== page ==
Happy Easter. If you’re lucky enough to have a few days off over this time and the prospect of going outside is low then here’s a little whisky quiz for Easter! Some fairly easy questions, some a bit tougher. I’ll try and get round to doing one each month if people enjoy it. It’s only for fun as it’s obvious anyone could look up the answers on that internet! I’ll post the answers here (as a comment) later this month but feel free to add your own answers on the comments below.


Here we go!

1) What is the name of Suntory’s grain distillery?

2) Not all American whiskeys spell whiskey with an “e”. Name one brand that spells it “whisky”.

3) In which Scottish region would you find Glenburgie distillery?

4) How many Scottish distilleries currently triple distil. Can you name them?

5) Ardmore is the principle whisky in which blend?

6) What is Scotland’s smallest distillery?

7) Which is Ireland’s oldest distillery?

8) Name the peatiest whisky in the world. And how peaty is it?

9) Which distillery is powered by a water wheel?

10) Which distillery was destroyed by lightning (and subsequent fire) in November 1996?

11) Charles Doig is responsible for what distillery feature?

12) What is the capacity of a hogshead cask?

13) Which whisky famously shot a sample into space in 2012?

14) In which country would you find the Mackmyra distillery?

15) Which distillery started distilling on Christmas Day?

16) There are two operational distilleries on Orkney. Name them.

17) What are the ingredients of a Whisky Mac?

18) It is known as “new make” in Scotland but what do the American’s call it?

19) Which island is Talisker on?

20) In Scotland, what A.B.V. strength is whisky usually filled in the barrel?

21) Which city boasts the world’s oldest football team?



0 : Come on, you could have guessed at least one of them correct!

1-5 : You probably enjoy a drink but you’re not up to speed on whisky facts yet. This is no bad thing at all. Best have an “educational” dram then.

6-10 : Good knowledge. You’re obviously a keen whisky fan, you like a dram but you’re not yet obsessive about whisky. You’re at the crossroads, one might say. It’s a dangerous place to be though. Best have a dram to steady your nerves.

11-15 : We know which road you took at the crossroads then. You’ve travelled down that whisky path and you’re well on your way for it becoming a little hobby (or obsession – depends on who’s talking!). You keep informed of new releases and genuinely love whisky. Well done! Best have a dram to celebrate!

16-20: Hmm it’s safe to say that you have become a whisky nerd. You’ve probably got a sizeable collection at home and could tell everyone about the peat specifications of Ardbeg. Or you sell whisky for a living. Same thing really! Best pour another one.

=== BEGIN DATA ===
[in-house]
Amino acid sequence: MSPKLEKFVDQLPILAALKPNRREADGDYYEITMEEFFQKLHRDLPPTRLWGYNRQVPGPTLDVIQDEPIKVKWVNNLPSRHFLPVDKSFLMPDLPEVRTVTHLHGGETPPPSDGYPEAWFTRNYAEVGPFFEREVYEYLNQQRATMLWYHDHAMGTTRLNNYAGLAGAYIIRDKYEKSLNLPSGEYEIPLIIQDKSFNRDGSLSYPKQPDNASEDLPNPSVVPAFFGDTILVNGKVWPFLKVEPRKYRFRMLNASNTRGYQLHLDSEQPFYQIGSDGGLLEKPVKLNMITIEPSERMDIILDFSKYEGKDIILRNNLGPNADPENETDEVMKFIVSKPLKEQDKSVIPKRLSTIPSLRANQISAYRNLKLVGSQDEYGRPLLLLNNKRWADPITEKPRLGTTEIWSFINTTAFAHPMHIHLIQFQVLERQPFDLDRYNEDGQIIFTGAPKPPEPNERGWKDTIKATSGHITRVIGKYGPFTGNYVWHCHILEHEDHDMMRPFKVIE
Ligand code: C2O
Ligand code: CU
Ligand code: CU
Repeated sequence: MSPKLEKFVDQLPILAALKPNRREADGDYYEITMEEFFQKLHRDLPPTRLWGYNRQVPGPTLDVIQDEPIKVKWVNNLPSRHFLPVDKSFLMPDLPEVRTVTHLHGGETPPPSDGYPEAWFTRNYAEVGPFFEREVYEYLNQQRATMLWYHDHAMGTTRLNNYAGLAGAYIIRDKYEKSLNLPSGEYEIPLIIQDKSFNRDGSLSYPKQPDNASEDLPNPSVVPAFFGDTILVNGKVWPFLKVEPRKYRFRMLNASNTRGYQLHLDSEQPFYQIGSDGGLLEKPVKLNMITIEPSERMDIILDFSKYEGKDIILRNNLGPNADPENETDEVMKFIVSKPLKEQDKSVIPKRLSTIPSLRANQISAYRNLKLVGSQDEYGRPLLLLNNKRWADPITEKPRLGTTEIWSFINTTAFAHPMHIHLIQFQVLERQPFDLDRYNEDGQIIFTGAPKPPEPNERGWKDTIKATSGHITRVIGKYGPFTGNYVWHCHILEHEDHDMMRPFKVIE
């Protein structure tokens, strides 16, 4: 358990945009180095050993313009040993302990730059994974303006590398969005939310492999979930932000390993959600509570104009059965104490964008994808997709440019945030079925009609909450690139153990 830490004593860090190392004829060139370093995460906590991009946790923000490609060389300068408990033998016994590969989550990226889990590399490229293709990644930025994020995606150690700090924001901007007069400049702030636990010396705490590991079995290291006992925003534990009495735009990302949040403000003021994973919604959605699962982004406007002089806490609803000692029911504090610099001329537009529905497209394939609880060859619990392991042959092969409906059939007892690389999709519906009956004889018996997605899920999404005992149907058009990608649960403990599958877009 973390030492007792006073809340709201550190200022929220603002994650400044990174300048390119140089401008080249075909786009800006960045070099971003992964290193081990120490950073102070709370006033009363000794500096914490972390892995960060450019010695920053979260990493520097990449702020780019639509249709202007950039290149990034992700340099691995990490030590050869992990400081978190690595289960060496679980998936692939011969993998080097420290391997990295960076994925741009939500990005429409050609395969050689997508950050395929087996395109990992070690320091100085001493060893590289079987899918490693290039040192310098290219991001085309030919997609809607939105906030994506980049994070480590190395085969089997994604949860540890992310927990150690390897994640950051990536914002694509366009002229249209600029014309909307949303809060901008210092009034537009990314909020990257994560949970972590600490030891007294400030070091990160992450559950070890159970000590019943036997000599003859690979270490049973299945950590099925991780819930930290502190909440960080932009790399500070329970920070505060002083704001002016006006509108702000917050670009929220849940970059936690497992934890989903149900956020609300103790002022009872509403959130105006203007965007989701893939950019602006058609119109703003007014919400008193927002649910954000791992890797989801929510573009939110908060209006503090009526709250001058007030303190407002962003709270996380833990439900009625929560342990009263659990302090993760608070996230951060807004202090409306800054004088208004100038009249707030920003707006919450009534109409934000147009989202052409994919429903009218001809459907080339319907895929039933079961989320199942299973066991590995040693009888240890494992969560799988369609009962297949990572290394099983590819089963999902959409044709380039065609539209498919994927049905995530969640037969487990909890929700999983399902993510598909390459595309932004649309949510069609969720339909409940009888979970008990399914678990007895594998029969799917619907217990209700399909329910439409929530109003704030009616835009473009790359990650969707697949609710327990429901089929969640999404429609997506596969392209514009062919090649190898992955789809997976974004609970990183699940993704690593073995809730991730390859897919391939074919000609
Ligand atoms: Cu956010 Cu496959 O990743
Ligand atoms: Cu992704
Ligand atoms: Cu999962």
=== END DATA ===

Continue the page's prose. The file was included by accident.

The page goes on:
21+ You’re probably considering getting an Alfred Barnard tattoo. Best crack open that 1975 Ardbeg then…

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America on Single Malt

We’ve had some really interesting feedback from one of our articles about what constitutes a single malt. One of our last articles here was basically raising a point about residue left over from previous casks. Essentially if distillery A buys a refill cask from distillery B then there will be a little of distillery B whisky left soaked in the wood. That spirit will then mingle with distillery A spirit during maturation and so can you really call this a “single malt”. Surely a wee bit of distillery B and a whack of distillery A is technically a “blended malt”.  That’s kind of the point I was trying to get people thinking about. Anyway….


This all lead on to some amazing responses from people on Twitter and a little investigation about the laws and regulations of what constitutes a single malt in North America….


Thanks to Bob Caron on Twitter we’ve now learnt that in America if you want your whisky to labelled as a “single malt” you MUST use virgin oak to mature your whisky. You are NOT allowed to use a cask that has been used to store or mature whisky previously (a refill cask). UNLESS you are making single malt in Scotland, Ireland or Canada. If you are from one of those countries and making single malt according to the laws of those countries THEN you can use a refill cask to mature your whisky AND label it as “single malt” in America.

Got that? Yeah it confused me the first time too.

So if you’re from Canada, Scotland or Ireland – keep calm and carry on. It’s business as usual as long as you are playing by your own countries rules – you’re in the club! There’s a bit of confusion, however, regarding Japan. They don’t seem to be in the club? Wales, er maybe… but England certainly not… and here’s the article that Bob lead us to originally published by Whisky Advocate which details some of that confusion.


If you happen to be from Indian like Amrut or Sweden, like Mackmyra, you’ve got problems. Because only these three countries (Canada, Scotland and Ireland) are allowed to use refill casks. Mackmyra have pointed out to us that Sweden is not exempt from this strange law. So even though they can sell their single malt everywhere else across the globe they can not legally sell their whisky as a single malt in the United States as they do not use virgin oak casks to mature their whisky. If they wanted to sell it in America it would have to be labelled as, now get this, “Whisky Distilled from Malt Mash”. Hmmmm tasty.  So despite the whisky being made EXACTLY the same way and from the same ingredients, what it can be called is determined by what it is stored in. Now that is slightly nuts. (Let’s not even get into the fact that French whisky Brenne and Armorik are sold as single malts in the States).